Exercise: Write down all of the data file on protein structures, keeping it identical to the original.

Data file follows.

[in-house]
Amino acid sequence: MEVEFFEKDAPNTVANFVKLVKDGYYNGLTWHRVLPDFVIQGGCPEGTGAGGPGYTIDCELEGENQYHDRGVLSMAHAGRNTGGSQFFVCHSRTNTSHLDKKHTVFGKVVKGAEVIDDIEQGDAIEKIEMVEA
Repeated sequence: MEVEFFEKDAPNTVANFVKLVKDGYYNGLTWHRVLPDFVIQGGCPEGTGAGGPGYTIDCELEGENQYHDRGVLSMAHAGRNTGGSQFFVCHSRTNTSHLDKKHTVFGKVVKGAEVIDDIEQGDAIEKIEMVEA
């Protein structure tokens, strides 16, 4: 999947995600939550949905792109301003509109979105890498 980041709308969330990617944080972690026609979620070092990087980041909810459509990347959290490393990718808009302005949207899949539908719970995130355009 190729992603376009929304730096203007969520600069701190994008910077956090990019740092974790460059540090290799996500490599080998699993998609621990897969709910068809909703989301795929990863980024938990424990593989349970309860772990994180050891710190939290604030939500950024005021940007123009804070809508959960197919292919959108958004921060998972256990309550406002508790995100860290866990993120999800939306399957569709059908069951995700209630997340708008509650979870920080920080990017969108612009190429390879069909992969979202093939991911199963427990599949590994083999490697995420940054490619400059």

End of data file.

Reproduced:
[in-house]
Amino acid sequence: MEVEFFEKDAPNTVANFVKLVKDGYYNGLTWHRVLPDFVIQGGCPEGTGAGGPGYTIDCELEGENQYHDRGVLSMAHAGRNTGGSQFFVCHSRTNTSHLDKKHTVFGKVVKGAEVIDDIEQGDAIEKIEMVEA
Repeated sequence: MEVEFFEKDAPNTVANFVKLVKDGYYNGLTWHRVLPDFVIQGGCPEGTGAGGPGYTIDCELEGENQYHDRGVLSMAHAGRNTGGSQFFVCHSRTNTSHLDKKHTVFGKVVKGAEVIDDIEQGDAIEKIEMVEA
């Protein structure tokens, strides 16, 4: 999947995600939550949905792109301003509109979105890498 980041709308969330990617944080972690026609979620070092990087980041909810459509990347959290490393990718808009302005949207899949539908719970995130355009 190729992603376009929304730096203007969520600069701190994008910077956090990019740092974790460059540090290799996500490599080998699993998609621990897969709910068809909703989301795929990863980024938990424990593989349970309860772990994180050891710190939290604030939500950024005021940007123009804070809508959960197919292919959108958004921060998972256990309550406002508790995100860290866990993120999800939306399957569709059908069951995700209630997340708008509650979870920080920080990017969108612009190429390879069909992969979202093939991911199963427990599949590994083999490697995420940054490619400059």